Plants commonly 20-100(-500)-branched, loosely aggregated into clumps or tightly packed into rounded mounds, to 100 cm diam. Stems erect, cylindric (or spheric), 5-40 × 4-15 cm; ribs (5-)6-14, crests slightly (or conspicuously) undulate; areoles 10-20(-42) mm apart. Spines (1-)5-16(-22) per areole, mostly straight except on unusually long-spined individuals, ashy white to gray, brown, yellowish, reddish, or black, often dark tipped; radial spines (1-)4-13(-18) per areole, appressed to slightly projecting, (3-)5-40(-49) mm; central spines 0-6 per areole, spreading to projecting outward, terete (to angular), (5-)10-80 mm. Flowers unisexual, (2.5-)3.8-8(-9) × (1.5-)3-7 cm; flower tube (12-)15-40 × 8-30 mm; flower tube hairs usually 1-2 mm; inner tepals crimson or scarlet, less often orange-red (very rarely rose-pink), with or without whitish or yellowish (or pink) proximal portion, usually 14-40 × 5-16 mm, tips thick and rigid; anthers usually pink or purple (rarely yellow); nectar chamber 4-10 mm (longer if measurement includes tube formed by connate stamen bases). Fruits greenish or yellowish to pinkish, bright red or brownish tinged, 20-40(-72) mm or less, pulp white. 2n = 44.
Flowering late Mar-Jun; fruiting 2-3 months after flowering. Chihuahuan Desert, desert scrub, desert grasslands, pinyon-juniper and oak woodlands, Great Plains grasslands, montane forest, bajadas, rocky slopes, and cliffs, igneous, metamorphic, and limestone substrates; 150-2700(-3000) m; Ariz., Colo., N.Mex., Tex.; Mexico (Chihuahua, Coahuila, Sonora).
Tetraploids belonging to Echinocereus coccineus constituted the greater part of L. D. Benson´s concept (1969, 1969b, 1969c, 1982) of E. triglochidiatus var. melanacanthus (see also discussion under 12. E. triglochidiatus). Where sympatric, the diploids and tetraploids are usually different in appearance, except in southeastern Arizona and extreme southwestern New Mexico (see discussion under 13. E. arizonicus), and in northern Arizona.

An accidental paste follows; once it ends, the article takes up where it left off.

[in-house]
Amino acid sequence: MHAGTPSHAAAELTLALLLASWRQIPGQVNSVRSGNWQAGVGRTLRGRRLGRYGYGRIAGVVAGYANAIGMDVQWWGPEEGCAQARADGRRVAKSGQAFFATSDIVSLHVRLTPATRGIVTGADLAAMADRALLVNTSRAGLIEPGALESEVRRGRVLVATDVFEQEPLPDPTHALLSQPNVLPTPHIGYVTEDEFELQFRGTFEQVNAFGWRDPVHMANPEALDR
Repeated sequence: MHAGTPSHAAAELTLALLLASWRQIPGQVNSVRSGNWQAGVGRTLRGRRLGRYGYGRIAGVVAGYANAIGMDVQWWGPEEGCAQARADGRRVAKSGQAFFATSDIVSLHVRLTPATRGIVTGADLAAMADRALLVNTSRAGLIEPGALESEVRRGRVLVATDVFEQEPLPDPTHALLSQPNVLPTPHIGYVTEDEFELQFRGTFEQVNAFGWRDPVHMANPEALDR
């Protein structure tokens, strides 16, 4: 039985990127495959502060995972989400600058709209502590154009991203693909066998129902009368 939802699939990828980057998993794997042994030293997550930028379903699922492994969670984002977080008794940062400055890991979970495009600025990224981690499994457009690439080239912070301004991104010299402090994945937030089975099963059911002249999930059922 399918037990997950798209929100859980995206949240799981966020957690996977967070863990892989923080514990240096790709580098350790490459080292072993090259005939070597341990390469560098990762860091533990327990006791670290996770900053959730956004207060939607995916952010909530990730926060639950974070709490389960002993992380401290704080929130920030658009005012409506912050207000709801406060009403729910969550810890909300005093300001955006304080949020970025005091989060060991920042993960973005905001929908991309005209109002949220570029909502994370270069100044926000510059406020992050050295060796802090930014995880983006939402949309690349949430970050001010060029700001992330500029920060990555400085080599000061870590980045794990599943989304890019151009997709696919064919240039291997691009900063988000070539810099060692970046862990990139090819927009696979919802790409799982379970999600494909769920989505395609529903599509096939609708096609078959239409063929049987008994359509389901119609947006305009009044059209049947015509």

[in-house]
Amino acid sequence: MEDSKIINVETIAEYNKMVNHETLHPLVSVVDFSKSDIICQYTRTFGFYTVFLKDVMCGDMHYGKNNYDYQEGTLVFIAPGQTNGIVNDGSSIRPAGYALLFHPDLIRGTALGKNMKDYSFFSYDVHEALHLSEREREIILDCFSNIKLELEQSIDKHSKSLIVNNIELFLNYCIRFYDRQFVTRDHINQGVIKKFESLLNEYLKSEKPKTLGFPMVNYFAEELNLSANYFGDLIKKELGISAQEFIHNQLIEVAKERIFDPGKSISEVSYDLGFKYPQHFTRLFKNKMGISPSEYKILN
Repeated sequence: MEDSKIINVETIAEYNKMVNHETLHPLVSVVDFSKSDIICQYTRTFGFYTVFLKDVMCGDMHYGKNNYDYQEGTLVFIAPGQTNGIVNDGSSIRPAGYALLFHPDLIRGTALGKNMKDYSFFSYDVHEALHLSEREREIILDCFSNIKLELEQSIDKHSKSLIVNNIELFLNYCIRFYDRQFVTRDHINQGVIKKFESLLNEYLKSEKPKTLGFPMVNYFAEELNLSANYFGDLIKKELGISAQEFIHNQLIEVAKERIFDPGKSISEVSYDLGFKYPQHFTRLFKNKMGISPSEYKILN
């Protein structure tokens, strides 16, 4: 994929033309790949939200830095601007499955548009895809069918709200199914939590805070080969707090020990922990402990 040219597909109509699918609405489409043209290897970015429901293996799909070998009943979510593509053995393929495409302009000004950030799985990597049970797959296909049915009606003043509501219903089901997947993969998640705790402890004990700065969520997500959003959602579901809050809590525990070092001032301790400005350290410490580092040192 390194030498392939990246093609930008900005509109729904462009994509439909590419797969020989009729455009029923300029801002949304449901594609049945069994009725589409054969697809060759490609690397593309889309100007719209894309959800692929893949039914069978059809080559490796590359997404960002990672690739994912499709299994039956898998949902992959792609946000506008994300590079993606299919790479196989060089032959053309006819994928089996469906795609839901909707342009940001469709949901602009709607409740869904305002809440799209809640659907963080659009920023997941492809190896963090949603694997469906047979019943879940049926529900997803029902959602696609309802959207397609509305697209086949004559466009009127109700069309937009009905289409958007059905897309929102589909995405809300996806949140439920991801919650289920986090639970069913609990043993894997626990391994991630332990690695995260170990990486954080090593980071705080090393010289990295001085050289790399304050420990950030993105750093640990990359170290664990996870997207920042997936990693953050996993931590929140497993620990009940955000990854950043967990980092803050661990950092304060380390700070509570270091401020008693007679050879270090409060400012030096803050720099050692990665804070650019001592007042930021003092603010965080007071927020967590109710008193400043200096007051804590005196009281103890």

The common, tetraploid, claret-cup cacti of southeastern Arizona mountain ranges have bisexual flowers, and they have been named Echinocereus santaritensis W. Blum & Rutow. Similar plants from southwestern New Mexico are the basis for E. coccineus subsp. aggregatus [also called E. aggregatus (Engelmann ex S. Watson) Rydberg].
Populations of Echinocereus coccineus form an intergrading series from densely spine-covered typical coccineus in Colorado and northern New Mexico to sparsely spined plants in west-central Texas. Populations in the mildest climates have strikingly large stems, but shrink when transplanted (D. Weniger 1970). Populations intermediate between those extremes in the El Paso region sometimes are segregated as E. coccineus subsp. rosei.
Populations in northwestern Arizona with unusually small, narrow flowers Echinocereus toroweapensis (P. C. Fisher) Fuersch appear identical to E. canyonensis Clover & Jotter (M. A. Baker, pers. comm.). A type specimen for E. toroweapensis was apparently never preserved, so the name may be invalid.
Populations in the granitic region of central Texas (chromosome number unknown), probably belonging in Echinocereus coccineus, have been called E. coccineus subsp. roemeri (Muehlenpfordt) W. Blum, Mich. Lange & Rutow. Spines are more numerous than in the surrounding populations on limestone.
Echinocereus coccineus var. gurneyi (L. D. Benson) D. Ferguson was based on a short-spined plant, apparently introgressed from E. dasyacanthus, and so it pertains to E. ×roetteri Rümpler in the broad sense. It is not a true geographic race of E. coccineus.
Echinocereus santaritensis and the diploid called E. nigrihorridispinus (see discussion under 13. E. arizonicus) are ecologically and reproductively segregated but difficult to distinguish morphologically, especially when sterile. Spines of E. santaritensis tend to be thinner but only extremes are identifiable by spine thickness alone. Arizona reports of E. triglochidiatus var. neomexicanus were based on robust individuals from both of those taxa, whereas slender-spined specimens were identified mostly as E. triglochidiatus var. melanacanthus. Arizona reports of E. polyacanthus were based on either the hairy salverform flowers of E. santaritensis
Benson 1982, FNA 2003